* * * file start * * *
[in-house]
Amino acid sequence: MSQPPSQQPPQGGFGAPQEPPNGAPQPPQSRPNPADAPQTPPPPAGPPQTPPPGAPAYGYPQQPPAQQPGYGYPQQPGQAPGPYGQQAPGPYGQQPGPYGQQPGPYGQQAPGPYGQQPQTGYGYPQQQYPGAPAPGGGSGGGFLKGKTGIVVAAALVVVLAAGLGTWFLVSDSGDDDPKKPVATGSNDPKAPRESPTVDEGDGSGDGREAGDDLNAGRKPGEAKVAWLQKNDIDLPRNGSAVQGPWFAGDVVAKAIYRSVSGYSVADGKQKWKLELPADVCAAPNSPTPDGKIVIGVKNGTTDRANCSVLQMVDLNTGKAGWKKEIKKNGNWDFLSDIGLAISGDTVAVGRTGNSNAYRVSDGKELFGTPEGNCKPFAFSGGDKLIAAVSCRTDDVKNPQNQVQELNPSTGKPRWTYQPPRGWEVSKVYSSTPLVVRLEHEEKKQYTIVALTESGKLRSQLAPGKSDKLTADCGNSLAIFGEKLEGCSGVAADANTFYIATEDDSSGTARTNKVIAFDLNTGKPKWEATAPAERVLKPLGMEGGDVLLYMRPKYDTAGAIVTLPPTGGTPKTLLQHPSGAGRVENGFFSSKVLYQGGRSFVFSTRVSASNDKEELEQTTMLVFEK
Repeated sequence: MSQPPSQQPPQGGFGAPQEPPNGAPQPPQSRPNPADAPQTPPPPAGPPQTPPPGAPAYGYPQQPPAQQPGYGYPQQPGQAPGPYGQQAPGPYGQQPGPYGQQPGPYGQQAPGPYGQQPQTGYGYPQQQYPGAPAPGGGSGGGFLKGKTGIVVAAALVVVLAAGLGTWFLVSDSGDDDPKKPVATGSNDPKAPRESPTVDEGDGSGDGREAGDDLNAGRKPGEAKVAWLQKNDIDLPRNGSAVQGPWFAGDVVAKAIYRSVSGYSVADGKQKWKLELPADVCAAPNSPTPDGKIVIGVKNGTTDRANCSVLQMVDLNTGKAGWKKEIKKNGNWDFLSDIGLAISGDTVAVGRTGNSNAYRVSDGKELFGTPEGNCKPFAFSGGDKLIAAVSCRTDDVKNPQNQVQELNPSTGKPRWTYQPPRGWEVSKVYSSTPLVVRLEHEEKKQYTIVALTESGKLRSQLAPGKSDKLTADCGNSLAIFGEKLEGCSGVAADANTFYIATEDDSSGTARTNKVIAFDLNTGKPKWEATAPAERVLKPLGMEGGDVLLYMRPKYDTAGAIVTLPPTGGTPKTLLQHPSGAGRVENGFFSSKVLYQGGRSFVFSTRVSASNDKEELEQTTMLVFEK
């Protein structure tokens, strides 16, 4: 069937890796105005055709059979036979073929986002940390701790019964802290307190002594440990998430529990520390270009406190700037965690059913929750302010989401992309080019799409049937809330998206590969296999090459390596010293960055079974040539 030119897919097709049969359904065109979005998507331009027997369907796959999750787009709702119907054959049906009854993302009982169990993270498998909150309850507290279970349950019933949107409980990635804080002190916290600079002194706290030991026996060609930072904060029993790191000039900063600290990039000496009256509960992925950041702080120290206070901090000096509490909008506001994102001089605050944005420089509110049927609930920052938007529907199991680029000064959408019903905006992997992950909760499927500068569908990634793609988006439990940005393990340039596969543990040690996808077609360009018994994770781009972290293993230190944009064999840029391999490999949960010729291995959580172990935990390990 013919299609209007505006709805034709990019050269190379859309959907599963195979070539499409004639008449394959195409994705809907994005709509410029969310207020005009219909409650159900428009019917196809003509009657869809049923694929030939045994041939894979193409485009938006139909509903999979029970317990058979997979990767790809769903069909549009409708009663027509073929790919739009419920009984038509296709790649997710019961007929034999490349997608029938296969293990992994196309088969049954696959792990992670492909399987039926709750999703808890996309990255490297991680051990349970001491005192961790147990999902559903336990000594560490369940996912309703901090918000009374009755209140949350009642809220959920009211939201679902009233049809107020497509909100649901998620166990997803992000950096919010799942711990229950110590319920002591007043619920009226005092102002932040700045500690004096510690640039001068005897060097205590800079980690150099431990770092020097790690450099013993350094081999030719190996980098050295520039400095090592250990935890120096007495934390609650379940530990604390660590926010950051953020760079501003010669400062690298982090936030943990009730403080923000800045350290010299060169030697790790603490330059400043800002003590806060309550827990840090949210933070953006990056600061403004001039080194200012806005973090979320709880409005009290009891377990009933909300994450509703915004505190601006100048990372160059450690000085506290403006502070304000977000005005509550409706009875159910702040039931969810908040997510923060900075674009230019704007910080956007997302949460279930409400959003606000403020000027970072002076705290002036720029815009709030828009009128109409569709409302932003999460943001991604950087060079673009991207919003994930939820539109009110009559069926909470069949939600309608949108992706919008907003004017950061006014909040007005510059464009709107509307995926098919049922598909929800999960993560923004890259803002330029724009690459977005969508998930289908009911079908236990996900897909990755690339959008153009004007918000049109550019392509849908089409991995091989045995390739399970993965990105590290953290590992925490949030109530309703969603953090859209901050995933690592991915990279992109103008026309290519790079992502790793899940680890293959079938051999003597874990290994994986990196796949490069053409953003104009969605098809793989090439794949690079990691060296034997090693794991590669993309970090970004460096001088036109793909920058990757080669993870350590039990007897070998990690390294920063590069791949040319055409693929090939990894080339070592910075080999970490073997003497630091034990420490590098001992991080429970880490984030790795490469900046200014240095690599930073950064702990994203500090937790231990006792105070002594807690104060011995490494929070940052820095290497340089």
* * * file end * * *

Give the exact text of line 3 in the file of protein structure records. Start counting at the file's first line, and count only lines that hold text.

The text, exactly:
Repeated sequence: MSQPPSQQPPQGGFGAPQEPPNGAPQPPQSRPNPADAPQTPPPPAGPPQTPPPGAPAYGYPQQPPAQQPGYGYPQQPGQAPGPYGQQAPGPYGQQPGPYGQQPGPYGQQAPGPYGQQPQTGYGYPQQQYPGAPAPGGGSGGGFLKGKTGIVVAAALVVVLAAGLGTWFLVSDSGDDDPKKPVATGSNDPKAPRESPTVDEGDGSGDGREAGDDLNAGRKPGEAKVAWLQKNDIDLPRNGSAVQGPWFAGDVVAKAIYRSVSGYSVADGKQKWKLELPADVCAAPNSPTPDGKIVIGVKNGTTDRANCSVLQMVDLNTGKAGWKKEIKKNGNWDFLSDIGLAISGDTVAVGRTGNSNAYRVSDGKELFGTPEGNCKPFAFSGGDKLIAAVSCRTDDVKNPQNQVQELNPSTGKPRWTYQPPRGWEVSKVYSSTPLVVRLEHEEKKQYTIVALTESGKLRSQLAPGKSDKLTADCGNSLAIFGEKLEGCSGVAADANTFYIATEDDSSGTARTNKVIAFDLNTGKPKWEATAPAERVLKPLGMEGGDVLLYMRPKYDTAGAIVTLPPTGGTPKTLLQHPSGAGRVENGFFSSKVLYQGGRSFVFSTRVSASNDKEELEQTTMLVFEK